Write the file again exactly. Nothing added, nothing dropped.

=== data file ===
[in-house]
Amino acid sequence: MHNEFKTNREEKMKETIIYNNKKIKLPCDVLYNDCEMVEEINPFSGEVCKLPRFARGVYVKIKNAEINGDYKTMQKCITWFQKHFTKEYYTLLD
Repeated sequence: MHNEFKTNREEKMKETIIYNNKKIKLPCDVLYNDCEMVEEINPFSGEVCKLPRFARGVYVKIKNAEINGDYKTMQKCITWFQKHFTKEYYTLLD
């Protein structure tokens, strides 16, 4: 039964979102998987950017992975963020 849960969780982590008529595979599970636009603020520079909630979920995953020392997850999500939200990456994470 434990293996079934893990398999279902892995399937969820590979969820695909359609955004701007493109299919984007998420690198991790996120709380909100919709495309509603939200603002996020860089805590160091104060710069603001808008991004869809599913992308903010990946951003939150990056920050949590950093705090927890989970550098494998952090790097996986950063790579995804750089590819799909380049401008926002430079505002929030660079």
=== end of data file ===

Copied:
[in-house]
Amino acid sequence: MHNEFKTNREEKMKETIIYNNKKIKLPCDVLYNDCEMVEEINPFSGEVCKLPRFARGVYVKIKNAEINGDYKTMQKCITWFQKHFTKEYYTLLD
Repeated sequence: MHNEFKTNREEKMKETIIYNNKKIKLPCDVLYNDCEMVEEINPFSGEVCKLPRFARGVYVKIKNAEINGDYKTMQKCITWFQKHFTKEYYTLLD
């Protein structure tokens, strides 16, 4: 039964979102998987950017992975963020 849960969780982590008529595979599970636009603020520079909630979920995953020392997850999500939200990456994470 434990293996079934893990398999279902892995399937969820590979969820695909359609955004701007493109299919984007998420690198991790996120709380909100919709495309509603939200603002996020860089805590160091104060710069603001808008991004869809599913992308903010990946951003939150990056920050949590950093705090927890989970550098494998952090790097996986950063790579995804750089590819799909380049401008926002430079505002929030660079």